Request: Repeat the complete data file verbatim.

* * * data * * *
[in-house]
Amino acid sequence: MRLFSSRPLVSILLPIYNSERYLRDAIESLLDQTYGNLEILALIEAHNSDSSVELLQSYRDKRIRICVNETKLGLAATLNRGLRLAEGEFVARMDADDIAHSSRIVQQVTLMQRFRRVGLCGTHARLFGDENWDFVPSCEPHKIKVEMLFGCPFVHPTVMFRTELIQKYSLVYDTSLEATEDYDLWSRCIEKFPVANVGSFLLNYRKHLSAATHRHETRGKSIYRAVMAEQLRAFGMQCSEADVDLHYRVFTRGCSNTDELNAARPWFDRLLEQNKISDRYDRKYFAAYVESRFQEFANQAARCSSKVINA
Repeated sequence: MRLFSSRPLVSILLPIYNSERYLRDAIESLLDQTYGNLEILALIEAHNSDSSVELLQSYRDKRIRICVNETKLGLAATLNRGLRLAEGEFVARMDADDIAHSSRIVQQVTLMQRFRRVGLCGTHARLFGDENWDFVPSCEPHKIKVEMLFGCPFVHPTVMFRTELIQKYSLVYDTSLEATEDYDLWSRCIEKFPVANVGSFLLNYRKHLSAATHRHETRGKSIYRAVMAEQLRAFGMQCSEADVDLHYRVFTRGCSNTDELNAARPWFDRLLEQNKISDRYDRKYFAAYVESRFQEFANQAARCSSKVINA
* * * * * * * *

[in-house]
Amino acid sequence: MRLFSSRPLVSILLPIYNSERYLRDAIESLLDQTYGNLEILALIEAHNSDSSVELLQSYRDKRIRICVNETKLGLAATLNRGLRLAEGEFVARMDADDIAHSSRIVQQVTLMQRFRRVGLCGTHARLFGDENWDFVPSCEPHKIKVEMLFGCPFVHPTVMFRTELIQKYSLVYDTSLEATEDYDLWSRCIEKFPVANVGSFLLNYRKHLSAATHRHETRGKSIYRAVMAEQLRAFGMQCSEADVDLHYRVFTRGCSNTDELNAARPWFDRLLEQNKISDRYDRKYFAAYVESRFQEFANQAARCSSKVINA
Repeated sequence: MRLFSSRPLVSILLPIYNSERYLRDAIESLLDQTYGNLEILALIEAHNSDSSVELLQSYRDKRIRICVNETKLGLAATLNRGLRLAEGEFVARMDADDIAHSSRIVQQVTLMQRFRRVGLCGTHARLFGDENWDFVPSCEPHKIKVEMLFGCPFVHPTVMFRTELIQKYSLVYDTSLEATEDYDLWSRCIEKFPVANVGSFLLNYRKHLSAATHRHETRGKSIYRAVMAEQLRAFGMQCSEADVDLHYRVFTRGCSNTDELNAARPWFDRLLEQNKISDRYDRKYFAAYVESRFQEFANQAARCSSKVINA